So at least the IC used the term "friction bearings" in their official publications.

Jeff White

Alma, IL


On 6/5/2016 3:43 AM, therrboomer@... [STMFC] wrote:
 

 I spent 40+ years on four different railroads and it was Roller Bearing or Friction Bearing on each of them.


Dick Haave


Geodyssey
 

In my RRing career (switchman to ops mgt), I may have heard the term "solid" or "plain" bearing two or three times.  Car dept and C&Es called them friction bearings pretty much exclusively. "Friction bearing" was/is in extensive use. (but what do real railroaders know?)


Unless the car dept was ordering parts from a vendor, I can't think of why they would say "solid bearing".


Why should we "stick to the CBD" & a railfan term?  Who made them "official" arbiters of railroad terminology?


If you went to work as a newbie carman and used the term "solid bearing", they would suspect you of being a foamer.  (Same with turnout / switch), but that's for another thread).


I'm sure my comment will have no effect, most railfans will keep using the term "solid bearings".


Robert Simpson

ex-UP, Amtrak California, AC&J, PAR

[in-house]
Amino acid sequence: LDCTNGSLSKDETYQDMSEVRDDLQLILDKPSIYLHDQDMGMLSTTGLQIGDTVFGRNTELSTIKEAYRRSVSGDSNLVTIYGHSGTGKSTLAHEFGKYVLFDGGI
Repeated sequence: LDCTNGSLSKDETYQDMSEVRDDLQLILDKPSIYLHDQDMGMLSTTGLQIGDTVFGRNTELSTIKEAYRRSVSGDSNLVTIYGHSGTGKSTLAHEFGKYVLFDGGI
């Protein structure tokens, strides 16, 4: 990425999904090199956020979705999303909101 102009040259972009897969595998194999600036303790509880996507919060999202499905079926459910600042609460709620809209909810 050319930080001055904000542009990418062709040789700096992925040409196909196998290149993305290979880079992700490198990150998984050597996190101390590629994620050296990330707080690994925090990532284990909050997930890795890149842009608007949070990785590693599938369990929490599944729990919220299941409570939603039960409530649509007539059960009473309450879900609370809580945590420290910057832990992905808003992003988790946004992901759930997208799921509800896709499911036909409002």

---In STMFC@..., <tony@...> wrote :

Any take on this?


      No one has seriously argued that railroaders did not use the term "friction bearing," only that it was not in extensive use (and was NEVER in the Car Builders' Dictionary, the official glossary of railroad terms). There were lots of everyday "railroaders' slang terms" that are not in the CBD, and many researchers, including me, feels that rather than try to make use of sometimes inaccurate or even confusing slang, let's stick to the CBD.
      The "friction" term was naturally hammered by Timken, and no doubt many picked up on it. But regardless of occasional usage Ed has found, the CBD never included it, even as a synonym. Since there is friction in both kinds of bearings, it's a silly term anyway, and doesn't really distinguish the two kinds. Roller and plain (or solid) are simple and clear terms.

Tony Thompson



Timothy Sostak
 

Please remove this email from your group.


On Sunday, June 5, 2016 11:35 AM, "Jeffrey White jrwhite@... [STMFC]" wrote:


 
I am looking at IC Employee Timetable for the Chicago Champaign Districts (Illinois Division) Number 59 Effective Tuesday, December 14, 1948.  In the Special Instructions on page 21 it says this:
920. Trains shown below when handling one or more cars with friction bearing journals, will stop and make inspection as follows: